Many directors or small business owners do not claim statutory sick payments (SSP) even though they are entitled to. By all accounts many directors are under the mistaken impression that they are not entitled to SSP because they own the business.
How is statutory sick pay assessed?
The formula of assessing SSP is strict and often works in the favour of smaller companies. If you are a small business with a small wage bill then it is likely that you will be able to reclaim ay payments made under SSP rules. The rules state that if SSP is more than 13% of national insurance contributions then it can be reclaimed. One of the advantages of outsourcing your payroll is that all of the administration linked to SSP will be taken care off on hence claiming SSP need not be problematic.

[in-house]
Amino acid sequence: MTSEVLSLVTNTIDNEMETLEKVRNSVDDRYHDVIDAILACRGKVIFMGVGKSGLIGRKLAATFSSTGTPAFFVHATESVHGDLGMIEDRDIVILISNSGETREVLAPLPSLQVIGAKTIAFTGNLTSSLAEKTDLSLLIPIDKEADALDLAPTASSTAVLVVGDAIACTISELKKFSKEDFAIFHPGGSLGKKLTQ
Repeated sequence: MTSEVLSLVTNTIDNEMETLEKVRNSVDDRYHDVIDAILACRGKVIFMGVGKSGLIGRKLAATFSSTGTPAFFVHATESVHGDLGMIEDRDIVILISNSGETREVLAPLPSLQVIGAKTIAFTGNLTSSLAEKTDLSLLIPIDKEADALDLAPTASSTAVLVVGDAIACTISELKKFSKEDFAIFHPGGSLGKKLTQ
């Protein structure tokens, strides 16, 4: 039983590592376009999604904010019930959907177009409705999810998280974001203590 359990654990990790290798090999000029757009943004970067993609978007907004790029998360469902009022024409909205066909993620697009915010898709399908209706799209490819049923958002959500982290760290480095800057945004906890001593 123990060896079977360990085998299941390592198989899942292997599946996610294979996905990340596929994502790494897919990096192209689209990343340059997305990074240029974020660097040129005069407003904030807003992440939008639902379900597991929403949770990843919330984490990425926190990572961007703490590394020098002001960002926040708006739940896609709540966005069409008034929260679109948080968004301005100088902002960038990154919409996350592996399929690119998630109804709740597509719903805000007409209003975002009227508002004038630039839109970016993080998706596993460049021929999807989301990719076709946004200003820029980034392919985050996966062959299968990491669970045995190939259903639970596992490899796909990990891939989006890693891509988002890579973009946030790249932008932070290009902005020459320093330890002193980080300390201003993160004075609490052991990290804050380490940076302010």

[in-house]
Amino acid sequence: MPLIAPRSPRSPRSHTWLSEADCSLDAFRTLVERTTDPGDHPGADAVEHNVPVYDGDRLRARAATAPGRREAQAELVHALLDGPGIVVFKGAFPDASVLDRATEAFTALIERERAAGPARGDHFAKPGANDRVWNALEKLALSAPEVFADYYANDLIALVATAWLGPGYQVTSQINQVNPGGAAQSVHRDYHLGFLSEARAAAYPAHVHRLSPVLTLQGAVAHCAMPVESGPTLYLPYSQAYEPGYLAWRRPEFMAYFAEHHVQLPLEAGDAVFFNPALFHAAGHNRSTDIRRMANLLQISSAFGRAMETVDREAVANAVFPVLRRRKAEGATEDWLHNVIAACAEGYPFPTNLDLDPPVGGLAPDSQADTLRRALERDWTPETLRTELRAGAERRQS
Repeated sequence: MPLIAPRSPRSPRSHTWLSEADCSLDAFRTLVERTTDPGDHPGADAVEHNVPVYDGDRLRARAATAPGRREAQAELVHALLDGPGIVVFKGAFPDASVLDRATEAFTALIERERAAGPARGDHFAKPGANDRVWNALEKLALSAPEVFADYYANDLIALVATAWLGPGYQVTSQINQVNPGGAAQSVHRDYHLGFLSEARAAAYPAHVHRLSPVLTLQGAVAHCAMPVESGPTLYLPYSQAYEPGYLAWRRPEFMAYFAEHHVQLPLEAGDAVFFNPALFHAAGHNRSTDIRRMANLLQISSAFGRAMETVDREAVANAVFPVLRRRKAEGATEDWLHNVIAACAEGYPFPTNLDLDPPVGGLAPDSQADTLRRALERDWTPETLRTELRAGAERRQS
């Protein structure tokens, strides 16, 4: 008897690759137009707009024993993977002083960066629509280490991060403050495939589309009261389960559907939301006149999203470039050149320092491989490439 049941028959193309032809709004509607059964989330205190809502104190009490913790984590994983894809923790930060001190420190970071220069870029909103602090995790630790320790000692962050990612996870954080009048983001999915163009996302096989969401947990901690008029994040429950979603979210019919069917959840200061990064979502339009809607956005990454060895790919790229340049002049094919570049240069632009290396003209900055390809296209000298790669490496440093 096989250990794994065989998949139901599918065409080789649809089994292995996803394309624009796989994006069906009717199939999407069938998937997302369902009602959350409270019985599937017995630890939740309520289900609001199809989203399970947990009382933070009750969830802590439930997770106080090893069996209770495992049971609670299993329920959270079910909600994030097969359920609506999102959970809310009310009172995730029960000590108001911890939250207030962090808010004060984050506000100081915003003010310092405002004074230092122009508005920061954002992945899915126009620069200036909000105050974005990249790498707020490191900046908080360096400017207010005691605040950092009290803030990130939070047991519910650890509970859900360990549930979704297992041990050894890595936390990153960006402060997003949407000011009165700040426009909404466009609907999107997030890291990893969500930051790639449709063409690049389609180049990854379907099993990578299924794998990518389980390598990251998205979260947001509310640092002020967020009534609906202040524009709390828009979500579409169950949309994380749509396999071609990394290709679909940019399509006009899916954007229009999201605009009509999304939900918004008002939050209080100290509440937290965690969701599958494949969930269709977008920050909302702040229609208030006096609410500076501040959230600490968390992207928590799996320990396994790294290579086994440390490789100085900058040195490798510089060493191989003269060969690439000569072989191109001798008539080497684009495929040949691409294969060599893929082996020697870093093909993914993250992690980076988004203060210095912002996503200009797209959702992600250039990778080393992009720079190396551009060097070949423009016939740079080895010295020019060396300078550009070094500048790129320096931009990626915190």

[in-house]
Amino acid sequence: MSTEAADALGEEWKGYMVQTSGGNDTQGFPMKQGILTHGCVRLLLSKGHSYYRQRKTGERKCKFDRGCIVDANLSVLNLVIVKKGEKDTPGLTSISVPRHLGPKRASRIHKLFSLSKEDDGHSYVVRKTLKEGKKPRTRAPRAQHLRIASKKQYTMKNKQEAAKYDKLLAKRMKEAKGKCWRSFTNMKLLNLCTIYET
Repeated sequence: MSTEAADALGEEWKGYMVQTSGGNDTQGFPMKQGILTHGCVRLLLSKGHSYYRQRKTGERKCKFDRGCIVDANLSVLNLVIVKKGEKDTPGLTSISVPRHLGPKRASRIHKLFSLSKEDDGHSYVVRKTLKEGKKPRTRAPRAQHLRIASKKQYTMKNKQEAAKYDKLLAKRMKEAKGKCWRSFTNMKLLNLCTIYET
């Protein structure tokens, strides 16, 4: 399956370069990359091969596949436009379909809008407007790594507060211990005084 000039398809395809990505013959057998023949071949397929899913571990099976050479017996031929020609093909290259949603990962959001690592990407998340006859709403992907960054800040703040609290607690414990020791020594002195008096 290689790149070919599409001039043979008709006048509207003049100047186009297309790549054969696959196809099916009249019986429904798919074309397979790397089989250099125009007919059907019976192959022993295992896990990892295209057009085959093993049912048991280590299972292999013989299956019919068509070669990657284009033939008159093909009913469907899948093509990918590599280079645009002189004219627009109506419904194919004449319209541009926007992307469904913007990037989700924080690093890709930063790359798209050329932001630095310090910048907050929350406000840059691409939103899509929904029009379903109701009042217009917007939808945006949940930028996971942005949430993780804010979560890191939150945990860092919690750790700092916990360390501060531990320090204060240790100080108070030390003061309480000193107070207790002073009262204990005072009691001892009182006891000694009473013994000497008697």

How is SSP assessed?
It does not matter whether a director or business owner receives a fee or a salary; they both count under the rules pertaining to SSP. SSP can be used to top up a shortfall in a normal salary. For example if a normal salary were £1,000 per month and a director decided to claim SSP. The normal salary could then be reduced to £800.00 and then be topped up with £200.00 SSP.
The moral of this tale.
Always seek professional help and advice in relation to paying salaries and employee related benefits. Mis-information often results in missing out on benefits that your business could be entitled to.